Where they live?
The Groundhog prefers open country and the edges of woodland, and it is rarely far from a burrow entrance. Since the clearing of forests provided it with much more suitable habitat, the Groundhog population is probably higher now than it was before the arrival of European settlers in North America.
What they eat?
Groundhogs subsist primarily on wild grasses and other vegetation, supplementing their diet with berries and agricultural crops when available. Though not as omnivorous as many other sciurid’s, Groundhogs will also eat grubs, grasshoppers, insects, snails and other small animals. What if they live near your home?
Groundhogs prefer to retreat to their burrows when threatened; if the burrow is invaded, the Groundhog will tenaciously defend itself with its two large incisors and front claws. Additionally, Groundhogs are generally agnostic and territorial among their own species, and may skirmish to establish dominance.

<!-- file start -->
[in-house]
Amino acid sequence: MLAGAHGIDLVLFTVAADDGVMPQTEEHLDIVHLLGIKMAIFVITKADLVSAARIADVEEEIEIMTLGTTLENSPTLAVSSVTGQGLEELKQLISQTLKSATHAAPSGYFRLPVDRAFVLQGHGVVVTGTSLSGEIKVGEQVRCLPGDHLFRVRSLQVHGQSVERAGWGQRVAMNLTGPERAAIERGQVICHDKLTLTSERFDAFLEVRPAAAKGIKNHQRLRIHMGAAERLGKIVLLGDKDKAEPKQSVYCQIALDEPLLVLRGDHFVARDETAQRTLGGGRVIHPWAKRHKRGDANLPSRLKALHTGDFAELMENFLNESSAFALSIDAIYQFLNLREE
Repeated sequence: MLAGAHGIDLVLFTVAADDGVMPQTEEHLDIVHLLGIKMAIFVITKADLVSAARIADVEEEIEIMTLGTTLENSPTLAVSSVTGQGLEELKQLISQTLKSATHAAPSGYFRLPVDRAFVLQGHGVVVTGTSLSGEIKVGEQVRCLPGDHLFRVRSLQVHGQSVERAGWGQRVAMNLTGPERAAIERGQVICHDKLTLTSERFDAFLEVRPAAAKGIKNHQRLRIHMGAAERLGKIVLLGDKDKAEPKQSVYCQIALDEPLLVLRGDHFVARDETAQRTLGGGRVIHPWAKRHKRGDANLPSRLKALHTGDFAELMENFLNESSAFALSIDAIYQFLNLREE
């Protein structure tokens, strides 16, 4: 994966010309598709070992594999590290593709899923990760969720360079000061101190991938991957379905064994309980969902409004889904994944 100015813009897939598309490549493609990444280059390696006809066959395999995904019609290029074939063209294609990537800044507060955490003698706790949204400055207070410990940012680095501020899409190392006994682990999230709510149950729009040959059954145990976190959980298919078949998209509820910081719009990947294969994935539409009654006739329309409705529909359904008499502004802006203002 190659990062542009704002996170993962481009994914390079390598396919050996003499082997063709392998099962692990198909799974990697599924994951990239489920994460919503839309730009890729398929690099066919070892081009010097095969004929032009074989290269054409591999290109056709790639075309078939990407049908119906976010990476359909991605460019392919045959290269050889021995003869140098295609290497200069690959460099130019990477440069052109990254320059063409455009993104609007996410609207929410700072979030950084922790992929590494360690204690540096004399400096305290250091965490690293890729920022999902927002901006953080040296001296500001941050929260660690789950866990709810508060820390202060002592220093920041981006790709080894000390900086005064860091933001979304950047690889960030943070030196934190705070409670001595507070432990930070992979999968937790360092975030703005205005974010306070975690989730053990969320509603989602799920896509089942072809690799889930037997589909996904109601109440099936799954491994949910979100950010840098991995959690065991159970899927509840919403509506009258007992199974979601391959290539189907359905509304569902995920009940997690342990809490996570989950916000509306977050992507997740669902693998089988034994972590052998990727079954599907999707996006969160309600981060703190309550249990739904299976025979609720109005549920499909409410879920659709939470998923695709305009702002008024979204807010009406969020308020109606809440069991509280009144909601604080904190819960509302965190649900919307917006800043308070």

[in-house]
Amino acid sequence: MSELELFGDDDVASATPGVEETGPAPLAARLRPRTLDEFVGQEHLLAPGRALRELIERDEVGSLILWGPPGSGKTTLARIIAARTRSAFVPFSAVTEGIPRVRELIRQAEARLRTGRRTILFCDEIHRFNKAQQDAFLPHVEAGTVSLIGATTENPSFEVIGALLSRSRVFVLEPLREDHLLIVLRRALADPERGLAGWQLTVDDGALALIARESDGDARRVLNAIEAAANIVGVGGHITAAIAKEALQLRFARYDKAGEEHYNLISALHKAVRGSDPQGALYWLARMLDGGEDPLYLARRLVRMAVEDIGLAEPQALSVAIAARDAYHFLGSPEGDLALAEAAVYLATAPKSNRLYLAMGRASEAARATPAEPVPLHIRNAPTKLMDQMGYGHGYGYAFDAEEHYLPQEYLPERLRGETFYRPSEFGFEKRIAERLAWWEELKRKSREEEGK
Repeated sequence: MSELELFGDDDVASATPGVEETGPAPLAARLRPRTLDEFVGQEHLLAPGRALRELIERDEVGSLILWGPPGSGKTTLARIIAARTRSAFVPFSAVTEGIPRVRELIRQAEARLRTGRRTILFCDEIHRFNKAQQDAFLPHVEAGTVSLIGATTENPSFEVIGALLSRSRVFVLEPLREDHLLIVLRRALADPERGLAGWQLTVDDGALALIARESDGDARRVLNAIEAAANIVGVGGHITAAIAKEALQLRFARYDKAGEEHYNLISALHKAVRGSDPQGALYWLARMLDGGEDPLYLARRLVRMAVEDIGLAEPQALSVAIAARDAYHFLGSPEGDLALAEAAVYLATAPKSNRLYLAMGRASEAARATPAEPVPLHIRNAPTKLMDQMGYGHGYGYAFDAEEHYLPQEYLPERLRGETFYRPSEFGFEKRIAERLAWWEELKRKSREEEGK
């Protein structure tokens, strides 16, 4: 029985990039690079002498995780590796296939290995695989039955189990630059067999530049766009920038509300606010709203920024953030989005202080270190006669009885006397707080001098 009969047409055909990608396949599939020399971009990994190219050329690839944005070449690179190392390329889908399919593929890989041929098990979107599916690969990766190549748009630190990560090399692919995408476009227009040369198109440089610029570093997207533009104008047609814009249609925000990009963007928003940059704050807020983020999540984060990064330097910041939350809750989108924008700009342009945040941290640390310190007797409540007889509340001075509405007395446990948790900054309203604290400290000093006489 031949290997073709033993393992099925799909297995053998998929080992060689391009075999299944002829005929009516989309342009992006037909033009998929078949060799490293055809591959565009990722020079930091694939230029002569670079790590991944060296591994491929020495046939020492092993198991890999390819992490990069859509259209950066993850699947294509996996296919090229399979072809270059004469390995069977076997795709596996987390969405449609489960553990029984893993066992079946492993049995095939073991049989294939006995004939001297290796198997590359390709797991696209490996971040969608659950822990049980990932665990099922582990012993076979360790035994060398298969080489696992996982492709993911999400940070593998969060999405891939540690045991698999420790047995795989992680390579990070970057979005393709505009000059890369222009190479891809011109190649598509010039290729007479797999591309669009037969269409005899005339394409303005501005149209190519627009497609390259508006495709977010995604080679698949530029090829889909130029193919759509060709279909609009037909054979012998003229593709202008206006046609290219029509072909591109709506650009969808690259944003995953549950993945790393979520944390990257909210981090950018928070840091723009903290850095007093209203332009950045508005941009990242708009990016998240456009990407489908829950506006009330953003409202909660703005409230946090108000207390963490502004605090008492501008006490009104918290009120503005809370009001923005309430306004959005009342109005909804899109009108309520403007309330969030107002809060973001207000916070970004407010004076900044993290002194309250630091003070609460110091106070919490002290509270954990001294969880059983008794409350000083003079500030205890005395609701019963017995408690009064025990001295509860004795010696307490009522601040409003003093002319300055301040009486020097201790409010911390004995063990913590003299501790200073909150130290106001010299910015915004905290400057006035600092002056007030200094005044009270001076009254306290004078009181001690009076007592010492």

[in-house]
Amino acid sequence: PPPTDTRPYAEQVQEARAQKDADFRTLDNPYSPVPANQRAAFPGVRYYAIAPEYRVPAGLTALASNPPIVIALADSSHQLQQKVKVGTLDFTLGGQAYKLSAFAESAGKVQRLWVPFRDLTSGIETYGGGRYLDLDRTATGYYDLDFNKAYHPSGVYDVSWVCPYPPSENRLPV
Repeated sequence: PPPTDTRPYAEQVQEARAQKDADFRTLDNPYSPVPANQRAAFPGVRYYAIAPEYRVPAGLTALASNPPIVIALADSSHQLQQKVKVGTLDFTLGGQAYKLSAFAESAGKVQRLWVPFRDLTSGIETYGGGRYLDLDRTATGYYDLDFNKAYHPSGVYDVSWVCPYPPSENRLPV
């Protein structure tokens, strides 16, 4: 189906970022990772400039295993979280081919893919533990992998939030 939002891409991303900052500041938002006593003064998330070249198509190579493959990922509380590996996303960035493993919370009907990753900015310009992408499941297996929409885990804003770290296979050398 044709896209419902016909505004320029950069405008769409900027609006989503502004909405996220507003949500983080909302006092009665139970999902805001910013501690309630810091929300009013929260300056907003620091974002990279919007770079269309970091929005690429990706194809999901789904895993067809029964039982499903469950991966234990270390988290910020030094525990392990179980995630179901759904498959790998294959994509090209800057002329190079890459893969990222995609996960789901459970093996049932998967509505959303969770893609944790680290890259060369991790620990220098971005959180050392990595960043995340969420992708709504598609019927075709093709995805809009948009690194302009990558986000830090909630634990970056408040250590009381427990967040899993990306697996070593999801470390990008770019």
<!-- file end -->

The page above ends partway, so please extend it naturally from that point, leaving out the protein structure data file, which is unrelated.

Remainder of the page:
With that said, if you try to attempt a capture and fail you may cause the Groundhog to retreat to its burrow and defend itself. Call Shumaker’s Animal Control at 443-854-8072 and we will remove the Groundhog.
Groundhogs are excellent burrowers, using burrows for sleeping, rearing young, and hibernating. Groundhog burrows generally have between two and five entrances, providing Groundhogs their primary means of escape from predators. Burrows are particularly large, with up to 45 feet of tunnels buried up to 5 feet underground, and can pose a serious threat to agricultural and residential development by damaging farm machinery and even undermining building foundations.